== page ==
However, there is still no possibility to specialize in chamber music or to get a diploma and there is no special diploma to teach chamber music.
Strasbourg has always been big centre for cultural life and the city strongly supports music studies. Strasbourg's conservatoire has a building which is new, very functional and architecturally interesting. Chamber music plays an important role in the life of the Conservatoire – students and professors initiate many projects, often involving several music departments and very different musical styles.
Irina Grayfer (Artistic Director of Ippolitov-Ivanov Piano Quartet, chamber music teacher in the Ippolitov-Ivanov SMPI, St Petersbourg, Russia) gave a comprehensive presentation about chamber music written by Mikhail Ippolitov-Ivanov, Russian composer, conductor and teacher.
Ingrida Milasiute (Vilnius Naujoji Vilnia Music School, Lithuania) introduced the chamber music competition Musica Brillante in Vilnius, and talked about the lights and shadows related to the organizing work.
Prof. Petras Kunca (Council member of Lithuanian Musicians’ Union, Board member of ECMTA) presented information about important international music competitions in Lithuania – dedicated to Čiurlionis, Vainiunas and Heifetz.
Members Forum was concluded by Nijole Dorotea Beniušyte (artistic director of the Lithuanian cultural Association „MUSICA VITALE“) who spoke about the festival „Le strade d´Europa“.
After the Members Forum, the keynote speech was given by prof Seppo Kimanen, cellist and celebrated founder and longtime Artistic Director of the Kuhmo Chamber Music Festival. His chamber music career was distinguished by his membership of the Jean Sibelius String Quartet (1980–2014). Besides his activities as a musician, Kimanen writes, gives lectures, takes photographs and plays tennis - when he is not planning a new music festival, learning Japanese or playing with his grandchildren...
In his speech he offered his experience and feelings related to his career as a musician and organiser. But he also spoke about the challenges facing young professionals, about changes in the music profession and the need for musicians to develop skills to respond to these changes.
Some quotes from his talk:
„We must not teach people for the next exam but for life“;
„There are many solutions besides being a soloist or an orchestra musician“;
„Everyone is linked to each other on this planet“.
The speech was greeted with warm applause and questions and discussion continued after the talk in smaller groups.
One of the additional values of ECMTA meetings has always been the opportunity to learn about the host location's cultural environment: a kind of cultural cluster is always included in the programme. In addition to kantele music and beautiful atmosphere of the first evening, Kuopio Conservatoire professors Annukka Knuuttila and Elina Vetoniemi gave a public lecture on Saturday afternoon entitled Inclusive music pedagogy at the Kuopio Conservatoire. The lecture started with a question: „Who has the right to study in music school?“ The presenters pointed out that while the Finnish law on equality in education was not previously implemented in arts studies, at present inclusive music pedagogy has changed the whole educational culture in the Conservatory, bringing along with it attitudes that favour social participation and equality. There are currently 30 special learners in Kuopio. Many of their brothers and sisters are also studying in the Conservatory. The presenters showed videos of the lessons with special learners showing good practices, how instrumental skills - including ensemble skills - of the learners with special needs are developed. The young piano performer from the first day – Helmi, the pianist from the „Helmi Quintet“ - was filmed during her lessons, where special supportive rhythmical, singing and physical movement exercises were demonstrated, in addition to actual instrument learning. The teachers also presented audience sheet music for special learners which look quite different from the ordinary piano scores (actually more beautiful - almost no notes and in colour!).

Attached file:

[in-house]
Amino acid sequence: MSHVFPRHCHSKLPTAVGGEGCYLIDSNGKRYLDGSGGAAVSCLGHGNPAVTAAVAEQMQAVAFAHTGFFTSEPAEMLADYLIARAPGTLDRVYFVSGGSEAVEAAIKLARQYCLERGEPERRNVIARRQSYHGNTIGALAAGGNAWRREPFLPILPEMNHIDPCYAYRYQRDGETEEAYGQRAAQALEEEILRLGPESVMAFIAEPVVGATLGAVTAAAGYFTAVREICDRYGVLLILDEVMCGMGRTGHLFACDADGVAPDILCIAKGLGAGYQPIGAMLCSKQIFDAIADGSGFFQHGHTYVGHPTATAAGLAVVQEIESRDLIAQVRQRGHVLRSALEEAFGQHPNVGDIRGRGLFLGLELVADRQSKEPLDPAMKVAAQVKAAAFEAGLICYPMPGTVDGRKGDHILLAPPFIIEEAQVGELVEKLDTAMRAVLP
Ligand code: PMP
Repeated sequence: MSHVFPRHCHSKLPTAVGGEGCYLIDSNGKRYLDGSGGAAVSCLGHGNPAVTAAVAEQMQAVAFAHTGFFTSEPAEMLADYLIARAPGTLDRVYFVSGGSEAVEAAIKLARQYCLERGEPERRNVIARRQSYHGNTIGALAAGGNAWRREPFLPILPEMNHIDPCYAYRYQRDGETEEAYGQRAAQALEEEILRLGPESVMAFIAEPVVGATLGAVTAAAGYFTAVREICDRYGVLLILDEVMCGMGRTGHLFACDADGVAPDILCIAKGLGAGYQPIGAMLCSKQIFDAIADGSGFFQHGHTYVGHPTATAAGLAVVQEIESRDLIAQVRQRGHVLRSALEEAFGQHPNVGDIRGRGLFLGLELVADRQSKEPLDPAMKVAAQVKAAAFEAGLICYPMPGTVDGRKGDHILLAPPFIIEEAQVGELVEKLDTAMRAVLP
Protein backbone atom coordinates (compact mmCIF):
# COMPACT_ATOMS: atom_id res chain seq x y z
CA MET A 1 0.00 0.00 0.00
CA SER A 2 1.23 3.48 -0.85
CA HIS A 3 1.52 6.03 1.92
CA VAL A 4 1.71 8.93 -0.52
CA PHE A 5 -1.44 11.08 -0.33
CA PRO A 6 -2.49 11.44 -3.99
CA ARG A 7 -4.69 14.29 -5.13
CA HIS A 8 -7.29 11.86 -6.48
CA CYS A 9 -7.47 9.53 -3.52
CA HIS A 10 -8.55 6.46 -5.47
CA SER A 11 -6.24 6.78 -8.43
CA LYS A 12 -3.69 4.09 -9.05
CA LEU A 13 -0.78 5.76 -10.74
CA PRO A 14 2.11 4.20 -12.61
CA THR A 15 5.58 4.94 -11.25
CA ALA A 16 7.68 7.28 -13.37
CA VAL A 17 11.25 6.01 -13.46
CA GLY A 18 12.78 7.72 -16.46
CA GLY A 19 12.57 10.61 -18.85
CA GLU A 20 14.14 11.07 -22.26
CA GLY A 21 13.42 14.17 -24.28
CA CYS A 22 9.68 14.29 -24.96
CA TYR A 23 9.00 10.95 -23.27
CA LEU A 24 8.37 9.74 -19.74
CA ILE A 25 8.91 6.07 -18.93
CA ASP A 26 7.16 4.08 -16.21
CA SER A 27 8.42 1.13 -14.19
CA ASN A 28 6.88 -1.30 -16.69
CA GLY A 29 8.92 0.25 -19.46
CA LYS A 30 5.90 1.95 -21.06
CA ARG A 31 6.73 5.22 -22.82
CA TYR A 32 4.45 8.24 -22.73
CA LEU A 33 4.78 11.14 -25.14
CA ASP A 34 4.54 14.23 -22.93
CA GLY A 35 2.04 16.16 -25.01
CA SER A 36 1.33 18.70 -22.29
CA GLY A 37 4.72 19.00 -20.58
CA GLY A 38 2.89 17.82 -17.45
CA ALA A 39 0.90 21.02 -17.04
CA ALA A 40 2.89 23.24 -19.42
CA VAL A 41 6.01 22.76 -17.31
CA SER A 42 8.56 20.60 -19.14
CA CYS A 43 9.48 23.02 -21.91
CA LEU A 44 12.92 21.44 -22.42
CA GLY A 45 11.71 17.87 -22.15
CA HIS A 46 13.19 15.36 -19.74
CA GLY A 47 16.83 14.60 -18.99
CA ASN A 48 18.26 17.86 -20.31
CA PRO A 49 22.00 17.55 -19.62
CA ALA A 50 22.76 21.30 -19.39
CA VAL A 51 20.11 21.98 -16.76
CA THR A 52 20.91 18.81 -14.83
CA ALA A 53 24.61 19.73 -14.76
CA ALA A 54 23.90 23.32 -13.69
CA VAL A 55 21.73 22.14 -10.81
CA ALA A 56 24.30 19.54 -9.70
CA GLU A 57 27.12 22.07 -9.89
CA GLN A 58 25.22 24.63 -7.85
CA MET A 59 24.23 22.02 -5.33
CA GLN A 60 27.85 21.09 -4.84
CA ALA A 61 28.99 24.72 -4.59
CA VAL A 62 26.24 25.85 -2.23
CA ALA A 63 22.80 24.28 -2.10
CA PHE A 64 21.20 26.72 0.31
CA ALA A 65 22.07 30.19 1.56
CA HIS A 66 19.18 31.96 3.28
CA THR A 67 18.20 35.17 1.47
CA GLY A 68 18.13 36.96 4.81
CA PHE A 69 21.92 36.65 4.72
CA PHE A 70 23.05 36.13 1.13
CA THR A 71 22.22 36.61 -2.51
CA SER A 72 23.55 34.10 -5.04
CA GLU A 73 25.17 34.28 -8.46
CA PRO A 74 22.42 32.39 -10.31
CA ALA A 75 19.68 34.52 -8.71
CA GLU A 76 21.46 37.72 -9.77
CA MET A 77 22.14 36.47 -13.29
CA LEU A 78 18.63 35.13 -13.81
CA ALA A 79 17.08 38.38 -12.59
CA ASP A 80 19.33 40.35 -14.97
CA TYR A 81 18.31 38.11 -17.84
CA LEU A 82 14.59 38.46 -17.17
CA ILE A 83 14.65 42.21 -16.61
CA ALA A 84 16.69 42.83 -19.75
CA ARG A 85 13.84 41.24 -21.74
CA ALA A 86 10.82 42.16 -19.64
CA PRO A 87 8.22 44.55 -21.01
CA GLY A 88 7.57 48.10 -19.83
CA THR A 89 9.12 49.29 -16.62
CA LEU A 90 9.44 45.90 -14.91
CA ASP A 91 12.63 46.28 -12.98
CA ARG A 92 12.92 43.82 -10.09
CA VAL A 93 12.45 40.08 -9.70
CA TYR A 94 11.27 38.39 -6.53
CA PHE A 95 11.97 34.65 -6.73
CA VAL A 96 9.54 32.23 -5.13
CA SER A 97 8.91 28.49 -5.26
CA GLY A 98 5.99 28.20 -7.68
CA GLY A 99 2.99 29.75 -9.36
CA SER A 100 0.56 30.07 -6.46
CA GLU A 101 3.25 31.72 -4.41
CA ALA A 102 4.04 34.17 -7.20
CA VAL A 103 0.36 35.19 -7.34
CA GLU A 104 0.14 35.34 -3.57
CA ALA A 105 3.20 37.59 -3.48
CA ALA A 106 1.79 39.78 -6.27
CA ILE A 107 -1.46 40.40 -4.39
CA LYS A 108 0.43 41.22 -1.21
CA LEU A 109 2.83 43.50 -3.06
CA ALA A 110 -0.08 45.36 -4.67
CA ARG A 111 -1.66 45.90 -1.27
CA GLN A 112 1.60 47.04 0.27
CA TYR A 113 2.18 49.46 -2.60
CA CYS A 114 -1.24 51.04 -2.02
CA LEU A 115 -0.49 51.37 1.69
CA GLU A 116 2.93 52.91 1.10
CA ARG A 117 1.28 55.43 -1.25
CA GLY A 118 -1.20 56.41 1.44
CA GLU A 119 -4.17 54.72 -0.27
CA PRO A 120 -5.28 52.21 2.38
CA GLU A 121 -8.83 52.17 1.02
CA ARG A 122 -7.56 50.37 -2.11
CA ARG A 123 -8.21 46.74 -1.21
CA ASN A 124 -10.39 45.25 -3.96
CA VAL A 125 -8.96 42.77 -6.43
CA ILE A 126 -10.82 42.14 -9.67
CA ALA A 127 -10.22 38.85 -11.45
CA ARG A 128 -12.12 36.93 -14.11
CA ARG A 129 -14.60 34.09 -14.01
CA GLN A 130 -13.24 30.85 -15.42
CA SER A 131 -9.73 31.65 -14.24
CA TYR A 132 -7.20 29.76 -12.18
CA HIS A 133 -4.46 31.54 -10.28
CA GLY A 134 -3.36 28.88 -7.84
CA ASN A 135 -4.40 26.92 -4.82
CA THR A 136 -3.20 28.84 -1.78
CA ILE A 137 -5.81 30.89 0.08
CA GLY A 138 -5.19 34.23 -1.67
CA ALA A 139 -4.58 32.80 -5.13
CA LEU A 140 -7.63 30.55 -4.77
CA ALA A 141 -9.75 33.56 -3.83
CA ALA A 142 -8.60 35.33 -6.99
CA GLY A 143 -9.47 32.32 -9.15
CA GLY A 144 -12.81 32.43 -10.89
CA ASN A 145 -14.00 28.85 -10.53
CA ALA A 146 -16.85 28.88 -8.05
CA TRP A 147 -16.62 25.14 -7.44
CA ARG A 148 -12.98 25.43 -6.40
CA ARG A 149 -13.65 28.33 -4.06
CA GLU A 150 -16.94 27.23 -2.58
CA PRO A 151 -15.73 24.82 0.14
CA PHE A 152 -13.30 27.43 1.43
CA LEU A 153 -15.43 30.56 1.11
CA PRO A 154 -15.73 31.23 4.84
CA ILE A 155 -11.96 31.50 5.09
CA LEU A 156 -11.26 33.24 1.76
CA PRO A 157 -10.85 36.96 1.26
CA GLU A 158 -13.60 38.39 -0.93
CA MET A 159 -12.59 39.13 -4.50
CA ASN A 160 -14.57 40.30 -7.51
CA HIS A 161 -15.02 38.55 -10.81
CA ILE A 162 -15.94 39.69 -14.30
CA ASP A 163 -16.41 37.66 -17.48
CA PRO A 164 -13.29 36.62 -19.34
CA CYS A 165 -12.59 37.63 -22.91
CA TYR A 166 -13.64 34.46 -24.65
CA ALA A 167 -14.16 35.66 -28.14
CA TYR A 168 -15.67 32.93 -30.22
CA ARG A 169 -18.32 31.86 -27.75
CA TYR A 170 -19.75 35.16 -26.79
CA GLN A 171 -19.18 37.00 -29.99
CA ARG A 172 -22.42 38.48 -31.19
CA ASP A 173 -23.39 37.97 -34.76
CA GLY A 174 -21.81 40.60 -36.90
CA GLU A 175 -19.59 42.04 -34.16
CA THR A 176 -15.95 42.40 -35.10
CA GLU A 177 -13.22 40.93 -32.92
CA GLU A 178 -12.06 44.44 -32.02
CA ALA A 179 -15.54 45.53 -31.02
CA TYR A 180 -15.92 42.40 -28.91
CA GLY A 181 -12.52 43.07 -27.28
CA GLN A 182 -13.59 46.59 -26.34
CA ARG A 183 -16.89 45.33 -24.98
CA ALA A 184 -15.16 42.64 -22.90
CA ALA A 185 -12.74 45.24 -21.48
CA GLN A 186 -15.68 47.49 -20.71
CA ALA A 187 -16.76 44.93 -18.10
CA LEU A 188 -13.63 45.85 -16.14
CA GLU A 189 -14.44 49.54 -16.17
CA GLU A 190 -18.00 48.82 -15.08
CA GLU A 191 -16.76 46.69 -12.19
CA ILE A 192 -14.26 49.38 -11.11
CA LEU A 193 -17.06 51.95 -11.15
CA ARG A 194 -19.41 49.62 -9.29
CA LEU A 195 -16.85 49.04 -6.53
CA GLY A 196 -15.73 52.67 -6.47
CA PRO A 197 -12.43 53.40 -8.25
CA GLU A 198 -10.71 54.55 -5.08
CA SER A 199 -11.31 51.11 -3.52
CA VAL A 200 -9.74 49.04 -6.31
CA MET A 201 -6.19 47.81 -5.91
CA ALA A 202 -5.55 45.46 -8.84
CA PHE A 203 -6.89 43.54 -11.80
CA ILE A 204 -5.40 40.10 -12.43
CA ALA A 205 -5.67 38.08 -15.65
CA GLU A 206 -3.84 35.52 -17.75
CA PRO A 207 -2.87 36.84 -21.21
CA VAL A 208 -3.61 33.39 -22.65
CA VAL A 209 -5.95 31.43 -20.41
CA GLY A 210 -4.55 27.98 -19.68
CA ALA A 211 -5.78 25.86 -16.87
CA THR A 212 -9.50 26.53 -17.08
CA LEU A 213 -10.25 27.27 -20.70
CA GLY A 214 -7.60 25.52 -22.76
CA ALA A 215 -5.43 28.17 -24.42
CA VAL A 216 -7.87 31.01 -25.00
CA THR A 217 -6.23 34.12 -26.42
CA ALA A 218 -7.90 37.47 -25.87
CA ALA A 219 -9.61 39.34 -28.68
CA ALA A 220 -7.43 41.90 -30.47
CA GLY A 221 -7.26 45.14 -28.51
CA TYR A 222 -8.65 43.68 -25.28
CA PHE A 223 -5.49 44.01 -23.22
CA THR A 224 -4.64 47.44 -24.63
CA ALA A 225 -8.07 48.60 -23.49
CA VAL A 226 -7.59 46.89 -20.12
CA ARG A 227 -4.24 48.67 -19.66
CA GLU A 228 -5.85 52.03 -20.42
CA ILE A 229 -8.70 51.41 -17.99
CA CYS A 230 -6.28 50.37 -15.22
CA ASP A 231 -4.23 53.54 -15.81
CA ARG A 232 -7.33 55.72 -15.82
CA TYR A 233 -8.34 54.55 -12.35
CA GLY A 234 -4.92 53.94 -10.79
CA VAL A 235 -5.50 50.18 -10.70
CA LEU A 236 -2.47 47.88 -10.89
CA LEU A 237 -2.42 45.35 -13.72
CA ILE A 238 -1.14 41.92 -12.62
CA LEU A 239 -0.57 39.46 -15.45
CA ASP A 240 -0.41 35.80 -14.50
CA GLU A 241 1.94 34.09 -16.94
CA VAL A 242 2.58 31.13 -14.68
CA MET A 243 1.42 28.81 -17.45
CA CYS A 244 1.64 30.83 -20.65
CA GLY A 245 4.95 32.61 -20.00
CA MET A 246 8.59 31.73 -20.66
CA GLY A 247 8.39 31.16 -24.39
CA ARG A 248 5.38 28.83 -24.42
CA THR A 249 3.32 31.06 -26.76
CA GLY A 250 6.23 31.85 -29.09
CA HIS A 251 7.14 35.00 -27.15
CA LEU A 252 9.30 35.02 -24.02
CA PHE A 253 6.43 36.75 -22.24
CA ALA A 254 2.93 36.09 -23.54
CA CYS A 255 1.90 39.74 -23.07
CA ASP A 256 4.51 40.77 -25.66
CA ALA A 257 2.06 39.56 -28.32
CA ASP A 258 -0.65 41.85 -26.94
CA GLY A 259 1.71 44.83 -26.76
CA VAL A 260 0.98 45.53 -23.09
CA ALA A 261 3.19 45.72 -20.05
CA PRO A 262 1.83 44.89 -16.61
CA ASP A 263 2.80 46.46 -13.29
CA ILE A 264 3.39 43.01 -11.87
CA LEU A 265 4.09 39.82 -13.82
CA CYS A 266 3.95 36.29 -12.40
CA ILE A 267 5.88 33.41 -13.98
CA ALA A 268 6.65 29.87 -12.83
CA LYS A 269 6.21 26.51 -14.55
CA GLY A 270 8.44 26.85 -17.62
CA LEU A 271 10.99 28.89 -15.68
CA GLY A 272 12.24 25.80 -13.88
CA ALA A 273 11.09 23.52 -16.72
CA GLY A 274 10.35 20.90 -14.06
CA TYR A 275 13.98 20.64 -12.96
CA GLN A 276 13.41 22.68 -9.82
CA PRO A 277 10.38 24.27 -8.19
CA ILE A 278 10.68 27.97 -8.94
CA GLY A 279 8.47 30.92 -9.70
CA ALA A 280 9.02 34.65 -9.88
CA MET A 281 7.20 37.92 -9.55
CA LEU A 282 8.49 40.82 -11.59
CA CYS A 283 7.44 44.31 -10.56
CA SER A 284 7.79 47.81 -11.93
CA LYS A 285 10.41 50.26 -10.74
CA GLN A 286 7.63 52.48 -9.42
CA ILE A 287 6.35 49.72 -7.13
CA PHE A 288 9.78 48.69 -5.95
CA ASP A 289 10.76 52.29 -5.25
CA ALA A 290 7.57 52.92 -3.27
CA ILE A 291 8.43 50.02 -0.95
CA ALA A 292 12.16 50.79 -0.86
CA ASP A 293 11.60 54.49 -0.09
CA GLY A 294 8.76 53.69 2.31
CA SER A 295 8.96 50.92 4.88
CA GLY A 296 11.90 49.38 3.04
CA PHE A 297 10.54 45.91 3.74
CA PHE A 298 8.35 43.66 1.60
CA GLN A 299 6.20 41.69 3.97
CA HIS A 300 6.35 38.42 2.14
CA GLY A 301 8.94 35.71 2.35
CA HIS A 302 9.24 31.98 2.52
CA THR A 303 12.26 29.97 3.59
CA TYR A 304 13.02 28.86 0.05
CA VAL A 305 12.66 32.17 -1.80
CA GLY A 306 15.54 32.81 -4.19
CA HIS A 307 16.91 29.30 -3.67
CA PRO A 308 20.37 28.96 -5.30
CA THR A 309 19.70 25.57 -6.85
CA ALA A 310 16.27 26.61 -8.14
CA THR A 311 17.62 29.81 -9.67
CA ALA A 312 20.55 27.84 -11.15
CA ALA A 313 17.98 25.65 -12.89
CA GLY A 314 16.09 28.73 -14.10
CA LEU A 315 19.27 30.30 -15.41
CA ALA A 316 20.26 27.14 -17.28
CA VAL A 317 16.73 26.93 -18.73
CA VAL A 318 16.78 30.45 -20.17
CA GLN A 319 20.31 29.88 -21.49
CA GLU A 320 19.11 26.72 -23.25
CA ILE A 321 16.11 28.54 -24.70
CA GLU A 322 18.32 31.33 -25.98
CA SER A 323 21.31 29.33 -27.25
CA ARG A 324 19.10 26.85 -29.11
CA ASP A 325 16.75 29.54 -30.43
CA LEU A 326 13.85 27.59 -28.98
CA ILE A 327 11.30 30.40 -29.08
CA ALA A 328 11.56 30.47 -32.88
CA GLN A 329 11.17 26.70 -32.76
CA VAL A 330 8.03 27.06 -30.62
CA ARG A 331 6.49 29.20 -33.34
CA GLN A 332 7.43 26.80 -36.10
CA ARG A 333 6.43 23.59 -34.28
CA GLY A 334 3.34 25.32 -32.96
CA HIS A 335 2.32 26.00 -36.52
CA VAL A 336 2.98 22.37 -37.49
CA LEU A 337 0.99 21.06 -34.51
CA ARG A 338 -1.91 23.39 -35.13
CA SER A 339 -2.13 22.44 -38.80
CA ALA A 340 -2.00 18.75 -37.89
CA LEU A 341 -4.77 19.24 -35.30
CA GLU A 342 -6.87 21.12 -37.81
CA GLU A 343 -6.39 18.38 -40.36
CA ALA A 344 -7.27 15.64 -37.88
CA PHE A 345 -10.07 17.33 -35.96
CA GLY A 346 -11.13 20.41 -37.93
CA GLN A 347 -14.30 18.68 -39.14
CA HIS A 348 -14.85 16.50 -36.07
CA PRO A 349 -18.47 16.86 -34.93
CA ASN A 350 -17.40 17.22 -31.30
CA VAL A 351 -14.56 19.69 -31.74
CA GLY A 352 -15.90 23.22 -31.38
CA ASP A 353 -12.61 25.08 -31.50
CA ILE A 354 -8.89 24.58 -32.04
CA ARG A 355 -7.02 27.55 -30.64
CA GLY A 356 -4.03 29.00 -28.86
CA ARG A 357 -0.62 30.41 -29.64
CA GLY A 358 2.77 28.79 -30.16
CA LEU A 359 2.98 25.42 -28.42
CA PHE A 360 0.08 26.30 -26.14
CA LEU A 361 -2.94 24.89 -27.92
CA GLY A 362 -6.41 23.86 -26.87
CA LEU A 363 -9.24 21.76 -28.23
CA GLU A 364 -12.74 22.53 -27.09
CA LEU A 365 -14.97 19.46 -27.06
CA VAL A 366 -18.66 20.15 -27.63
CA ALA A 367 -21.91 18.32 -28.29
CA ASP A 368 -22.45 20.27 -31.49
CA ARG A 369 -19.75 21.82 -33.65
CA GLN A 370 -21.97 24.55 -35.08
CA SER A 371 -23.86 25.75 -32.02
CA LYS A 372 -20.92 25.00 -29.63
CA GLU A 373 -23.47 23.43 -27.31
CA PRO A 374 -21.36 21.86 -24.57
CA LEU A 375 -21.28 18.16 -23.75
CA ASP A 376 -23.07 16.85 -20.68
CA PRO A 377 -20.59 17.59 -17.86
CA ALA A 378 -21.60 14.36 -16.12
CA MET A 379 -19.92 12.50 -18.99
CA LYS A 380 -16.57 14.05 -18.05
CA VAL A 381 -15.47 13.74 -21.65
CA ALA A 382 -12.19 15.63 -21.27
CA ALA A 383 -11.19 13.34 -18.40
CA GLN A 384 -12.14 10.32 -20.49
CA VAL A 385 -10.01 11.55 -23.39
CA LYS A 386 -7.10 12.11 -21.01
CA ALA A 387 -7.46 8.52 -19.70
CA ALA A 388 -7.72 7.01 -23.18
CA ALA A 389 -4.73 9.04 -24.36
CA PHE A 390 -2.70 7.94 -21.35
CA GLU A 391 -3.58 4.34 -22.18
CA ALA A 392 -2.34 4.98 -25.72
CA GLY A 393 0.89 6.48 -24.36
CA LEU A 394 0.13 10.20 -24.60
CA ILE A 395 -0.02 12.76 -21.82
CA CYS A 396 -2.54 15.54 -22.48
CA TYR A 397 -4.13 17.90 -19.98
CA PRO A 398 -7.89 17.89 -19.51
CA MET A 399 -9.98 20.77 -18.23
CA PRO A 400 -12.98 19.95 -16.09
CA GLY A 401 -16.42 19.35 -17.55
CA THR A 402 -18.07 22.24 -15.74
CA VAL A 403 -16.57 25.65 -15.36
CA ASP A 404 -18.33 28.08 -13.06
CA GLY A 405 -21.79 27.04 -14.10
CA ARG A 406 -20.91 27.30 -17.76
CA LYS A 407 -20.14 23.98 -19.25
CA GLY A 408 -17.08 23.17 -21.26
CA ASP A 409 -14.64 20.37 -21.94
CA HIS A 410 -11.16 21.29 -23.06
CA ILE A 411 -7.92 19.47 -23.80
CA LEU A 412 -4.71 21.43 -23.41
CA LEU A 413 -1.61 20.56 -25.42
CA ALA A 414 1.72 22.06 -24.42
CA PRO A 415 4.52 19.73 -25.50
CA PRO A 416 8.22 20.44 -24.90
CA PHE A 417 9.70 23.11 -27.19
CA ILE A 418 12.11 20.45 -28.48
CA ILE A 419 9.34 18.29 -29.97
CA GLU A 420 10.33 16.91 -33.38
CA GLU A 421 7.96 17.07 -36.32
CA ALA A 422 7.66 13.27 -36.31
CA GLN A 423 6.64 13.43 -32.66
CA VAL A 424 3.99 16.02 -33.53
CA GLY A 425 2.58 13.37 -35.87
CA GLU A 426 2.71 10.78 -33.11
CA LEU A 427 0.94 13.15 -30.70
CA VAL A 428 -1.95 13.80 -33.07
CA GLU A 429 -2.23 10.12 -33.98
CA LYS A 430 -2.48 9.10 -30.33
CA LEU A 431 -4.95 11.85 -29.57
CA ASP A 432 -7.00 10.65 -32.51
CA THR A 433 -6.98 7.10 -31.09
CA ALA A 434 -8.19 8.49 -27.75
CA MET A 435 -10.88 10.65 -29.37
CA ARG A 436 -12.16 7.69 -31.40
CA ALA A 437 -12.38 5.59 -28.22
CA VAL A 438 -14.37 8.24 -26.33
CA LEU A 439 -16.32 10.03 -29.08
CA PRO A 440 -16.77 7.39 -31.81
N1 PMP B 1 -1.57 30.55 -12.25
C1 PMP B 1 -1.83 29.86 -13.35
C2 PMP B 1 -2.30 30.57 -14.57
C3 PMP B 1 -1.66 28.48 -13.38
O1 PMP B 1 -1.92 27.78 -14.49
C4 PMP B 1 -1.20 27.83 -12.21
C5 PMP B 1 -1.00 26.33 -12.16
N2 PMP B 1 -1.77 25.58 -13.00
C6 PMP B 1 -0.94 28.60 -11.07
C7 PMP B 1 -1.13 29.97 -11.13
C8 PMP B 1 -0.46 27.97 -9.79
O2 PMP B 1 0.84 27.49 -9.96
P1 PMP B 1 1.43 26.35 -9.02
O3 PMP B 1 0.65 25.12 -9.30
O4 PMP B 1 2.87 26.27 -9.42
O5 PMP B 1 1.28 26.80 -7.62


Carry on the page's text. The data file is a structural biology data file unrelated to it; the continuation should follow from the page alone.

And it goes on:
Inclusive pedagogy is the reflection of inclusiveness both in society and in education. Inclusiveness applies to all who have special needs and it is the opposite of discrimination. Chamber music is one way to implement inclusion, equality and social participation. The presentation ended with a most valuable recognition - In chamber music – a joy shared is a joy doubled.
The Finnish cultural 'cluster' was concluded with a concert of the Kamus Quartet (Finland) in Kuopio City Hall (Sat 22.04). They played Finnish music – Esa-Pekka Salonen´s Homunculus, Einojuhani Rautavaara´s String Quartet no 1 and Sibelius´s String Quartet in D Minor op 56 „Voces Intimae“. Their lively and emotional performance was introduced by the violist of the ensemble, Jussi Tuhkanen.
On the last day, before the General meeting, the Hall of Light was again filled with students of music and dance of the Kuopio Conservatory, performing The Beatles´ Eleanor Rigby with a string quartet and two singers, illustrated by the group of dancers. There was a feeling of drama and tension in this performance but I could not escape the feeling that the phrase lonely people belongs only to this particular song – at this moment, these kids and young people were really experiencing unity and joy of performing together. And we were privileged to watch and listen to them at this moment.
Students always make a vital part of the ECMTA meetings – the members and delegates provide numerous masterclasses to both local students and guest ensembles from different corners of Europe. In Kuopio, the three days of masterclasses were concluded with a student concert. Students from Finland (Johannes Ruotsalainen, Henna Korhonen, Vertti Aittola, Päivyt Toivanen, Emma Tiihonen, Minja Bovellan, Sara-Elina Varko, Maria Nikulina, Iida Pekonen, Sinna Hujanen, Saara Hopia, Juho Niskanen, Tanja Niiranen) and Estonia (Anna Smirnova, Kerstin Kullerkupp, Kristjan Veermäe) played Mozart String quartet C major, KV 157, Debussy Sonata for cello and piano in D Minor, Beethoven op Trio 11, Britten Suite for violin and piano and pieces by Merikanto, Melartin, Sibelius and Tüür. The tradition of ensembles formed of students from different countries was carried forward in Beethoven trio where pianist from Estonia joined clarinet and cello student from Kuopio.
This is the ideal of chamber music – the musical language unites people from different corners of the world to play a single unison phrase like at the opening theme of the Beethoven trio – symbolic and reassuring in our present troubled times.
On behalf of the ECMTA we most warmly thank our hosts in Kuopio Conservatory: rector Esko Kauppinen, vice rector Pekka Nyyssönen and Katariina Liimatainen, vice chairman of the ECMTA, principal lecturer of piano and chamber music in Kuopio Conservatory, who all made us feel welcome and well looked after.
See you in future meetings!